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Some simulations of XEDS spectra

Discussions and analysis of thermite theories

Some simulations of XEDS spectra

Postby Oystein » Sun Oct 30, 2016 8:58 pm

I create this thread as a repository for myself, to comment on XEDS spectra I created using simualtion software.

For starters: Here is the simulation software: http://www.cstl.nist.gov/div837/837.02/ ... index.html
It's free and public domain.


All spectra in this thread are run at 20 keV, unless otherwise noted.
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Re: Some simulations of XEDS spectra

Postby Oystein » Sun Oct 30, 2016 9:40 pm

LaClede Primer, and variations

My blog has the LaClede primer recipe, and a break-down by mass of the chemical elements in it:
http://oystein-debate.blogspot.de/2012/ ... ndard.html

The elemental composition is, as best as I can determine:
  • C: 48% by weight
  • O: 21%
  • Fe: 11%
  • H, N: 7% each
  • Si: 2.5%
  • Al: 2.4%
  • Sr: 0.5%
  • Cr: 0.3%

I did new simulations today:
  • LaClede as is
  • LaClede with 0.3 wt-% Pb (lead)
  • LaClede with 0.3 wt-% Ti (titanium)
  • LaClede with 2.5% Ge (germanium) instead of 2.5% Si
The purpose of the latter is to show the Sr (strontium) peak that is otherwise hidden underneath the Si-peak. Picking Ge was arbitrary - it is chemically similar to Si, but that has no effect on the XEDS readings.

Here goes
LaClede as is:
Image

LaClede + 0.3% Pb:
Image

LaClede + 0.3% Ti:
Image

The three specra above overlayed (scaled such that the area under the graph, i.e. the total X-ray count, is equal):
Image

The comparison shows that as little as 0.3% of either Ti or Pb would very clearly show in the graph - Ti at 4.5 keV (the "K-alpha" line of Ti), Pb at 2.35 keV (M-alpha1).

The reason I show the Ti- and Pb peaks is a note by Steven Jones on 911Blogger:
http://911blogger.com/news/2012-09-08/l ... p-analyses
"Jeff notes that in his TEM analyses he observed “very small (nanometer-scale) Pb particles in the TEM samples” as well as strontium and chromium in small amounts. (Much of the TEM analysis was performed at higher magnification than used in the SEM analysis done in the paper.) Thus, red/gray chips which match ours will show these same elements under TEM analysis.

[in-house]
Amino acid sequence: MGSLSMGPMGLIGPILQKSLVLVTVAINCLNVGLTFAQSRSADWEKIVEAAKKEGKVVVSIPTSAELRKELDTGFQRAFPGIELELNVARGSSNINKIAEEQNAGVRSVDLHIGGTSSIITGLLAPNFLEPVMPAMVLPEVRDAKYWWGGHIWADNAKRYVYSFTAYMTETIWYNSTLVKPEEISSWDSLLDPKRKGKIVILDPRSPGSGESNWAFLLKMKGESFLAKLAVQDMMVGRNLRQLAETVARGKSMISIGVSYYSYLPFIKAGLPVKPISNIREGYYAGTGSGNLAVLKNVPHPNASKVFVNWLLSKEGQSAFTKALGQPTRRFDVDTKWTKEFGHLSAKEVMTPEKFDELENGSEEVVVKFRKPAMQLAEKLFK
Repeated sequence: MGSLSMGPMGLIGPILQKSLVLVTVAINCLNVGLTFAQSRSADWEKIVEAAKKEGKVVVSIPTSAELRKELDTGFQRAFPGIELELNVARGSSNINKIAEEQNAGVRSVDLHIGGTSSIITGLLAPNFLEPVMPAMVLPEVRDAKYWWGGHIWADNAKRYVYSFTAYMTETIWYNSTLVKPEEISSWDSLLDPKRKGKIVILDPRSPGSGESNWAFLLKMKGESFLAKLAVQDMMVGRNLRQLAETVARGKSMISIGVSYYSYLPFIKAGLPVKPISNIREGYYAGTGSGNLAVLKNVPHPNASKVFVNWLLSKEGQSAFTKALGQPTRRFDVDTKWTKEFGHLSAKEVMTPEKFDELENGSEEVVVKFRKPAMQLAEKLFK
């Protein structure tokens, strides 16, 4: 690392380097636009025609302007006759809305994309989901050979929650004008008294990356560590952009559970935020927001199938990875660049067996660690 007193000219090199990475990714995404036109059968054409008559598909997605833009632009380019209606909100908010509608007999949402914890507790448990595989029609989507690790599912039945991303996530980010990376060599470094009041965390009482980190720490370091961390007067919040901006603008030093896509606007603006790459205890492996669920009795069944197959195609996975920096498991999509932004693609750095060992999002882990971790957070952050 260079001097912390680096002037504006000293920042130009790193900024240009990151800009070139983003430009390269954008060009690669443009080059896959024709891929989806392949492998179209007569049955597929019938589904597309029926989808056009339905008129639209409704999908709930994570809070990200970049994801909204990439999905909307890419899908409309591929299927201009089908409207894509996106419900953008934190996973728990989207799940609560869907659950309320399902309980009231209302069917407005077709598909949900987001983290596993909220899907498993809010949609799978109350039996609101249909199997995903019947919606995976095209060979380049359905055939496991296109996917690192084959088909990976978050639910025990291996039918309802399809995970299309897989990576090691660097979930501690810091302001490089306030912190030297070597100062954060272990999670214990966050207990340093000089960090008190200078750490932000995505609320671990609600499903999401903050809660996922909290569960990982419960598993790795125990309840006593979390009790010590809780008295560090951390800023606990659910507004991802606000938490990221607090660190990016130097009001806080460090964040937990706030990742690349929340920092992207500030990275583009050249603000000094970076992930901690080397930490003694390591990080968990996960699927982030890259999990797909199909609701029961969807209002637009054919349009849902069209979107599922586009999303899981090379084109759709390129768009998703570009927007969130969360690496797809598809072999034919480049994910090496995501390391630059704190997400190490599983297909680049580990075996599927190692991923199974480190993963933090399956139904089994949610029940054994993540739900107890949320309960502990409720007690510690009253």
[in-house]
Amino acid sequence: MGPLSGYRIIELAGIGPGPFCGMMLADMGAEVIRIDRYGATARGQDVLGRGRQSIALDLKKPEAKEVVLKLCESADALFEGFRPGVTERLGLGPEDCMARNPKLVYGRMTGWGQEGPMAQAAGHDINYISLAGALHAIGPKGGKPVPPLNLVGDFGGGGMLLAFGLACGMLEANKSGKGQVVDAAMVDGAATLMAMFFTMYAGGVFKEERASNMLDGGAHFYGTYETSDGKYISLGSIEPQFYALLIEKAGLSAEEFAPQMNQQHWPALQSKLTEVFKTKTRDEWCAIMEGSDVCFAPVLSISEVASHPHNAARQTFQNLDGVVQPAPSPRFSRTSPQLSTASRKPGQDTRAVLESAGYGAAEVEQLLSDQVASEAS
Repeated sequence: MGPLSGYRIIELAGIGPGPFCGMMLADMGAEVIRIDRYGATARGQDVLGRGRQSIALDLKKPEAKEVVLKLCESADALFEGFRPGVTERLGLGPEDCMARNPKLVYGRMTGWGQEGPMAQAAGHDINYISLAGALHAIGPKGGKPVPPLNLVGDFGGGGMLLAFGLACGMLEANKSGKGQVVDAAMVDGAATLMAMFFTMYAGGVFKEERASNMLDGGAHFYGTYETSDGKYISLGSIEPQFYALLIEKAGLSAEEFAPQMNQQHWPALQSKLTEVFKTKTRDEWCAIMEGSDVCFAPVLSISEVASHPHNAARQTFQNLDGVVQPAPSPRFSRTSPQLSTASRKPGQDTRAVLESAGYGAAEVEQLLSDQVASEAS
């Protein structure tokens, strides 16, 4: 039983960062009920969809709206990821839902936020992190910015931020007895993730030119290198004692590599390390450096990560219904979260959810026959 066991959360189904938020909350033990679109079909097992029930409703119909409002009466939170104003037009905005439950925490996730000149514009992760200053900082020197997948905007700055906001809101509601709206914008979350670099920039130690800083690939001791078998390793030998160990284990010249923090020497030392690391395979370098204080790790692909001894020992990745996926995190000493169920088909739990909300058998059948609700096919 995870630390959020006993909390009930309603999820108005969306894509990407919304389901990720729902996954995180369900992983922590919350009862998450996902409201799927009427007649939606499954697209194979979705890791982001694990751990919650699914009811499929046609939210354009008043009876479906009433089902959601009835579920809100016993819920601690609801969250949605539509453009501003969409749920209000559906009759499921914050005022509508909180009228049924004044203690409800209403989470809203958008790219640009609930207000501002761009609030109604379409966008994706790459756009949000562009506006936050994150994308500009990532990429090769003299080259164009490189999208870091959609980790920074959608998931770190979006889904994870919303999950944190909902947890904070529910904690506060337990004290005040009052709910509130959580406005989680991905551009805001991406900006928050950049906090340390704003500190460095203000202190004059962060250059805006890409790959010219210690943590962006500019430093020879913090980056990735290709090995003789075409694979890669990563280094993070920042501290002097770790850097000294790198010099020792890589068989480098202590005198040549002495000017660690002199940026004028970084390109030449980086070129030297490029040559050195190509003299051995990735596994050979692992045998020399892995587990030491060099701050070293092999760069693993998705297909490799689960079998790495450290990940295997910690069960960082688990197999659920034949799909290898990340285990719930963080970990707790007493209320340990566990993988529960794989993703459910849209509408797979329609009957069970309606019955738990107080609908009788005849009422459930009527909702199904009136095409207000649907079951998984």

I (Dr. Jones) have searched Millette's plots and see no indication of strontium (Sr) or lead (Pb) in his samples, but he does report titanium (Ti) which we do not see. Thus, his samples do not appear to be the same material as what we reported on."

I note that Harrit et al themselves, when preparing their 2009 paper, did NOT show that any of the chips used to form their conclusions contained Pb. However, they do have some Ti in Figures 7d (uncertain), 25, 28.


LaClede plus Germanium minus of Silicon:
Image

Comparison of LaClede with LaClede plus Germanium minus of Silicon:
Image

The thing to note here is that there is a clear peak for Sr (strontium) when the Si is removed. This is the reason why Harrit et al Fig 7 doesn't show Sr, even if it were present.
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Re: Some simulations of XEDS spectra

Postby DGM » Sun Oct 30, 2016 9:57 pm

Great thread.

It will be nice to put to bed the claims made in the Harrit paper on this evidence based forum.
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Re: Some simulations of XEDS spectra

Postby Oystein » Wed Nov 09, 2016 3:56 pm

According to Harrit's white paper "Why the Red/Gray chips aren't paint" (http://ae911truth.org/downloads/documen ... Harrit.pdf), the composition of Tnemec Red as per 1967 was as follows:

PIGMENTS:
- 35.9% Iron Oxide (Fe2O3)
- 20.3% Zinc Yellow (ZnCrO4)
- 33.7% Proprietary Tnemec pigment (???)
- 10.1% Diatomaceous silica (SiO2)
These add up to 100%
However, Pigments are only a smaller fraction of the wet and the dry paint, under 50%.